I didn't really know what to expect when I stepped off the plane in Juneau, AK this past May. I had been diligently planning and preparing for this moment since March, when I found out that I had been chosen for a conservation internship at Klondike Gold Rush National Historical Park, in Skagway, AK for the summer. However, it's been my experience that no amount of researching or Googling about a place can really prepare you for that rush of stepping off into the unfamiliar or unknown.
Stepping out of the Juneau airport, I was greeted by the crisp, cool air and snow-capped mountains that engulf the Alaskan landscape. This was quite a contrast to the typical East Coast sweltering summer heat I had grown so accustomed to. My first thought was, "guess I won't be needing that pair of shorts I brought."
I made my way from the airport and got settled in town. After a day of exploring Juneau and brushing up on my knowledge of bears, I met up with Katie Bonanno (my new co-intern at KGNHP) and conservators Scott and Ellen Carrlee from the Alaska State Museum, where we toured the museum and conservation labs.
Our 3 days in Juneau were spent getting acclimated to our new environment (19 hours of daylight!) while Scott and Ellen helped us prepare for our upcoming project. Both Scott and Ellen are providing technical support from Juneau for Katie and me during our internships here this summer in Skagway, AK. In addition to getting some work logistics squared away, Scott also spent some time taking Katie and I to some well-known Juneau landmarks, including a trip to Mendenhall Glacier.
After a few days in Juneau, it was time once again to pack up our gear and move on. Although it felt like I had been traveling forever, there was still one last leg of the trip required in order to get Katie and I to our final destination: a 5-hour ferry ride from Juneau to Skagway. The weather broke the morning of our departure and Scott, Katie, and I had a sun-filled, breathtaking journey through the icy-cold waters of southeastern Alaska.
We traveled along mountains that seemed to stretch out forever and even saw some orcas and sea lions that were swimming alongside the ferry boat. I distinctly remember standing on the boat deck and looking out at the picturesque landscape and saying to Scott, "looking at these mountains just doesn't get old, does it?"
As we rounded a final bend in the Lynn Canal, the Taiya Inlet estuary greeted us as our ferry approached the port in Skagway. Samantha Richert, curator at Klondike Gold Rush National Historical Park, greeted us at the dock and gave us the grand tour of Skagway and its neighboring town, Dyea (a place, I'm told, that has the most magnificent display of Alaskan Fireweed and wildflowers around.)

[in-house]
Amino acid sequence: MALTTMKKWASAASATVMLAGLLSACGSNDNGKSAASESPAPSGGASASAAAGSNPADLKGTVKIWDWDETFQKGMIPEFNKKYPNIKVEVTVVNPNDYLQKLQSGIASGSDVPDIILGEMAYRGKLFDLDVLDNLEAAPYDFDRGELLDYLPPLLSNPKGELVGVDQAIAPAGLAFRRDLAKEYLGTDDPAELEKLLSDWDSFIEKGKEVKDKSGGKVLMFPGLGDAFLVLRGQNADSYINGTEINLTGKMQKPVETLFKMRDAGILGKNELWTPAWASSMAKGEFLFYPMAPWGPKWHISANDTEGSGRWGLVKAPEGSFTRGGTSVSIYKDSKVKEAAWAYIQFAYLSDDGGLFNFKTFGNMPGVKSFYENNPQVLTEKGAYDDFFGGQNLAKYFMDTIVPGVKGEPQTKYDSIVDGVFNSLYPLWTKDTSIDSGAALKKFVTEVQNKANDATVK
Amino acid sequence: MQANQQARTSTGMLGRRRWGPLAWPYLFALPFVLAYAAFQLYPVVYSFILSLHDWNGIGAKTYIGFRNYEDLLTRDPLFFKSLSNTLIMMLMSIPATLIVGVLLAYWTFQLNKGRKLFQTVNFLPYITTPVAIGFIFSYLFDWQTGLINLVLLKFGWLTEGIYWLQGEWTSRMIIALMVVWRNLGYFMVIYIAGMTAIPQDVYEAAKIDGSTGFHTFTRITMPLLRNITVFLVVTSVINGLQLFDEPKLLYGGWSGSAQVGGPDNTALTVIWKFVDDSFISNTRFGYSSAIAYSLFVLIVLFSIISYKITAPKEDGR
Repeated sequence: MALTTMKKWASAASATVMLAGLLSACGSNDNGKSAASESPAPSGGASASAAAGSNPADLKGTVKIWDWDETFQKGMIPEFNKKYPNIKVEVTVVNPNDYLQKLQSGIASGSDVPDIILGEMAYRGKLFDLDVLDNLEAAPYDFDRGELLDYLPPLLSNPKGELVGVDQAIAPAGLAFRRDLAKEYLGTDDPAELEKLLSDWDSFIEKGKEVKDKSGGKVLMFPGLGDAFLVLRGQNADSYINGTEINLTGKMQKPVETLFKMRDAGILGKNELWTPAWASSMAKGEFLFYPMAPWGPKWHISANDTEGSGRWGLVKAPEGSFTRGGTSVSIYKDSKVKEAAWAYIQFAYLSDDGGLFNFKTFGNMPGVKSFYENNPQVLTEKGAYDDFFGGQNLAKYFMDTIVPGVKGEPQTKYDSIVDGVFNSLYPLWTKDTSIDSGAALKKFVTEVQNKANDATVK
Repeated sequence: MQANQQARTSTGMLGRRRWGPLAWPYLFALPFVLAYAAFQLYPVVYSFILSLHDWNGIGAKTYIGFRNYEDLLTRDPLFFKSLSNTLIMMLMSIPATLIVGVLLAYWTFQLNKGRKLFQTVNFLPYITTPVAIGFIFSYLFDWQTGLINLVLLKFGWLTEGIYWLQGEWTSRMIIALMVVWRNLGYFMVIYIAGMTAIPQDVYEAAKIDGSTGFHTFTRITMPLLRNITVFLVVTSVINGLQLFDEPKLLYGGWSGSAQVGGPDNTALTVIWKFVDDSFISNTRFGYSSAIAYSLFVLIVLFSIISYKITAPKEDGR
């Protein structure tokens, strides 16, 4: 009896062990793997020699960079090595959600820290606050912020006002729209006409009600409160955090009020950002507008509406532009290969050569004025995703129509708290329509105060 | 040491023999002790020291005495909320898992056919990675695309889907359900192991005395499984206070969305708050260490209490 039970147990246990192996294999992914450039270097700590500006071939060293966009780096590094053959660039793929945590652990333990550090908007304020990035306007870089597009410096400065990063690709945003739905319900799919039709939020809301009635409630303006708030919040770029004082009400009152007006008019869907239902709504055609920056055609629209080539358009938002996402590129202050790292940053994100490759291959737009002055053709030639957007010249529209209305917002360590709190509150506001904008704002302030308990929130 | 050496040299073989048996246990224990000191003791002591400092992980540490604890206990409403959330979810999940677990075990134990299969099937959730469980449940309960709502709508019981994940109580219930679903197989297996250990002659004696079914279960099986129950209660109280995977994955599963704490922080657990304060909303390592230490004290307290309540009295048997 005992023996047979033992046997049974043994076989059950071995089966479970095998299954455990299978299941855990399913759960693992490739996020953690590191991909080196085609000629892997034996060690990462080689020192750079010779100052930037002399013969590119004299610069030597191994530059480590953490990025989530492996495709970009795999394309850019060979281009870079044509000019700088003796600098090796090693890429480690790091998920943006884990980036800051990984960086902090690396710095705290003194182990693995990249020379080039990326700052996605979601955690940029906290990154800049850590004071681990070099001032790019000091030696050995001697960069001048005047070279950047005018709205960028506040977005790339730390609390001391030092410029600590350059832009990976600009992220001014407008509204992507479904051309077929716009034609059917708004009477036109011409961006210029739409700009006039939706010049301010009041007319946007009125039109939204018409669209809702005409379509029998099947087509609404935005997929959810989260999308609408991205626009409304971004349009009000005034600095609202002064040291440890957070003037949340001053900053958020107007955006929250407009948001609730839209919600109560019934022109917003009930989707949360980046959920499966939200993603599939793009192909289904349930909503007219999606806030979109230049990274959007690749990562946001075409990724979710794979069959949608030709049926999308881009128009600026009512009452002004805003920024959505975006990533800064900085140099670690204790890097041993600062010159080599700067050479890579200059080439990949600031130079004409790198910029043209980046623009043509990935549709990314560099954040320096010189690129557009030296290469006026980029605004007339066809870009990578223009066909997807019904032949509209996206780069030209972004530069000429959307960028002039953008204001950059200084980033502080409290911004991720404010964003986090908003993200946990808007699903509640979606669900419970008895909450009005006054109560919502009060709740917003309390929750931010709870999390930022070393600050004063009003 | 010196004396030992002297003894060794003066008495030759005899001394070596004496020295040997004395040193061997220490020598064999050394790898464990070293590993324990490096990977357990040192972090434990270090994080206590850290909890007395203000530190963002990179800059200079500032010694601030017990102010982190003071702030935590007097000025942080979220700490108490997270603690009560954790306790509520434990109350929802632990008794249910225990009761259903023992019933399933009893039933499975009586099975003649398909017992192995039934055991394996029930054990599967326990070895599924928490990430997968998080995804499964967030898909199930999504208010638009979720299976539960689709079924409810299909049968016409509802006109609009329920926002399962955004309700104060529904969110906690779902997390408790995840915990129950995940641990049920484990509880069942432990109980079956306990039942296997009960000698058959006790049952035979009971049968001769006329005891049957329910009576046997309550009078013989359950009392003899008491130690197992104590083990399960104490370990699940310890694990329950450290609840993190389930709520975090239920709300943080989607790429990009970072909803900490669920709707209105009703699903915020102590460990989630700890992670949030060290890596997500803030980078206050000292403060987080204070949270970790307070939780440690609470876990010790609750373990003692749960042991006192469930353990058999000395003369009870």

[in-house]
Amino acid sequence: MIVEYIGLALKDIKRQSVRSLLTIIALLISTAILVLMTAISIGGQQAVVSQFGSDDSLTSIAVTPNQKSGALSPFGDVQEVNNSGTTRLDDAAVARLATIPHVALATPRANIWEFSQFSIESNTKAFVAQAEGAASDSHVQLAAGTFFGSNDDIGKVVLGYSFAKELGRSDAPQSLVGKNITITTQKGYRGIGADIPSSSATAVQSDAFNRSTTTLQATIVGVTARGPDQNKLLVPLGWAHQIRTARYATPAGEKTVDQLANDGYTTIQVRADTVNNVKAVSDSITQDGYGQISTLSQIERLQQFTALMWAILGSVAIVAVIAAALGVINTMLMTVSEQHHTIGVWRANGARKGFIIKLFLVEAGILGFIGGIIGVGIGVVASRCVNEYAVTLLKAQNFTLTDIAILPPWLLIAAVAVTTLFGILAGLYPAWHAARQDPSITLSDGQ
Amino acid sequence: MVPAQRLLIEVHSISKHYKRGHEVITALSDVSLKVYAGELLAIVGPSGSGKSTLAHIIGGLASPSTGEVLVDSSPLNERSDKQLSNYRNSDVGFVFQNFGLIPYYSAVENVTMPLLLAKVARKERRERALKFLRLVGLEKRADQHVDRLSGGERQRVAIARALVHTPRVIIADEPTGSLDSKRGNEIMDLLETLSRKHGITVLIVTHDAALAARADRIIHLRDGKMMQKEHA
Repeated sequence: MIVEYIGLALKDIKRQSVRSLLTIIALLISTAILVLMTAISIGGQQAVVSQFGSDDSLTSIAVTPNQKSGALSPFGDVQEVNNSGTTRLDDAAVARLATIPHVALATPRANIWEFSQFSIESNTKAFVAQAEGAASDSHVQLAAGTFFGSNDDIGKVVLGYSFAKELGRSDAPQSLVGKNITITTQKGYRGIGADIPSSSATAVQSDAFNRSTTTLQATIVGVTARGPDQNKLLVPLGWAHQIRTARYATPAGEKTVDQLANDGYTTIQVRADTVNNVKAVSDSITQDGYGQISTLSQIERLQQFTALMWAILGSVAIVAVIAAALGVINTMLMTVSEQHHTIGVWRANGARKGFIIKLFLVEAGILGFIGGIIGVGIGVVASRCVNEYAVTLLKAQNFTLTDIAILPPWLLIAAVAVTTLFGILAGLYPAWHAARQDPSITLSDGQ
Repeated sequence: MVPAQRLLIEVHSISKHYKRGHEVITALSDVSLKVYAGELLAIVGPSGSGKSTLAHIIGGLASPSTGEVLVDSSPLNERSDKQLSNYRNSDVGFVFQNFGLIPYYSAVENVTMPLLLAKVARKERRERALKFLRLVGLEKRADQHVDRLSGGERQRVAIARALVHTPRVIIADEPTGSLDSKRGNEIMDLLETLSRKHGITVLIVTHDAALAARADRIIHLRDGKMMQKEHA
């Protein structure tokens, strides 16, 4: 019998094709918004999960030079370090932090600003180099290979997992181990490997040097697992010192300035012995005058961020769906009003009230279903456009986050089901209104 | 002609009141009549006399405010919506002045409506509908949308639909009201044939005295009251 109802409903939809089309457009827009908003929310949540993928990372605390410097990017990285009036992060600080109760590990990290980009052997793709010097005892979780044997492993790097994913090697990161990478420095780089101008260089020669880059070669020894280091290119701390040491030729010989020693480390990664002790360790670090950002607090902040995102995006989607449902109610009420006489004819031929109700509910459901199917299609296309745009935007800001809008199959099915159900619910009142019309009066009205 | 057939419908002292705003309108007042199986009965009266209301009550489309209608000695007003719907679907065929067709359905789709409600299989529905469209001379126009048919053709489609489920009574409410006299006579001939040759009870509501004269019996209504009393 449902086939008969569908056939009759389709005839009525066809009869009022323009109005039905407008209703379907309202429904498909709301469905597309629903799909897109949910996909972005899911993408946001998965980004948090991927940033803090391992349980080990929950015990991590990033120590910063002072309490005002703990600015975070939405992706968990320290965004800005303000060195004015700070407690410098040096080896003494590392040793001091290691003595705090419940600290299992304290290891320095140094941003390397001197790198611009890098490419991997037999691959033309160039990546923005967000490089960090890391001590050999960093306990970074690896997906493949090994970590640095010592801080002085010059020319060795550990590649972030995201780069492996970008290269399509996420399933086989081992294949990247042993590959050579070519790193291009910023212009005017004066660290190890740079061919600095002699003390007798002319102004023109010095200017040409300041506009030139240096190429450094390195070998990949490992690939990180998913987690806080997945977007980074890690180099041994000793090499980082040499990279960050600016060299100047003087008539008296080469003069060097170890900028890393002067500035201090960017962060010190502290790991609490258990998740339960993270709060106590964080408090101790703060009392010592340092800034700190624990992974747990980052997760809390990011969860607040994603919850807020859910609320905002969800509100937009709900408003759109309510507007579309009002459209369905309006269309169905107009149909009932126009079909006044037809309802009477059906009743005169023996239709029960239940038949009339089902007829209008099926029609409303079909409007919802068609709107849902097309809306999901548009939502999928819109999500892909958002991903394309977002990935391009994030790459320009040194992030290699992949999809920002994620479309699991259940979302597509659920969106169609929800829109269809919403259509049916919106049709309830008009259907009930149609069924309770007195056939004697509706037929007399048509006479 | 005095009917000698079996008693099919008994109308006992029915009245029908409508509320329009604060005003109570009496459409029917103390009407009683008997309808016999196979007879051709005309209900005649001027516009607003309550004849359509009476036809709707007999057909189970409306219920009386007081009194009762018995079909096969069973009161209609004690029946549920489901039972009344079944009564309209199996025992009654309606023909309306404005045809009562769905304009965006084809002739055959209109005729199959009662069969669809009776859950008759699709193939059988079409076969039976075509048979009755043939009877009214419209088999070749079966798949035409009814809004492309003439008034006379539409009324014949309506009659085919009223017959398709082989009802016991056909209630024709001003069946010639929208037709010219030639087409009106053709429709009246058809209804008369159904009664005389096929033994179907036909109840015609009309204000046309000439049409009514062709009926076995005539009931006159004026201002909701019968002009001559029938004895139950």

Once Monday morning rolled around, it was time to get to work. In the days to come, Samantha, Scott, Katie, and I discussed the scope and goals of our artifact conservation project and the diverse materials found within the George and Edna Rapuzzi Collection at KGNHP.
After Samantha led us through the storage facility and introduced us to the objects in the Rapuzzi Collection, I soon realized that this wasn't just a collection of found Gold Rush-era artifacts. There were life-size automaton-mannequins rigged to fire pistols and tap their toes. There were taxidermy animal head castings with interior electrical wiring once used to illuminate the animal's light-bulb eyeballs. Did I mention the 1930s streetcar whose exhaust blew through the mouth of a mechanical bear figure?
What I came to realize was that the creator of these bizarre objects within the collection, Martin Itjen, was actually a self-taught mechanical wizard who brought a sense of life into these unique folk art constructions.
I began to wonder, who really was Martin Itjen? Why did he create these things? Or more importantly, how did he create these things? As Katie and I dive further into the psyche of Itjen and examine the Rapuzzi Collection, we work vigorously to find answers to these questions to help shed light on this truly unique collection.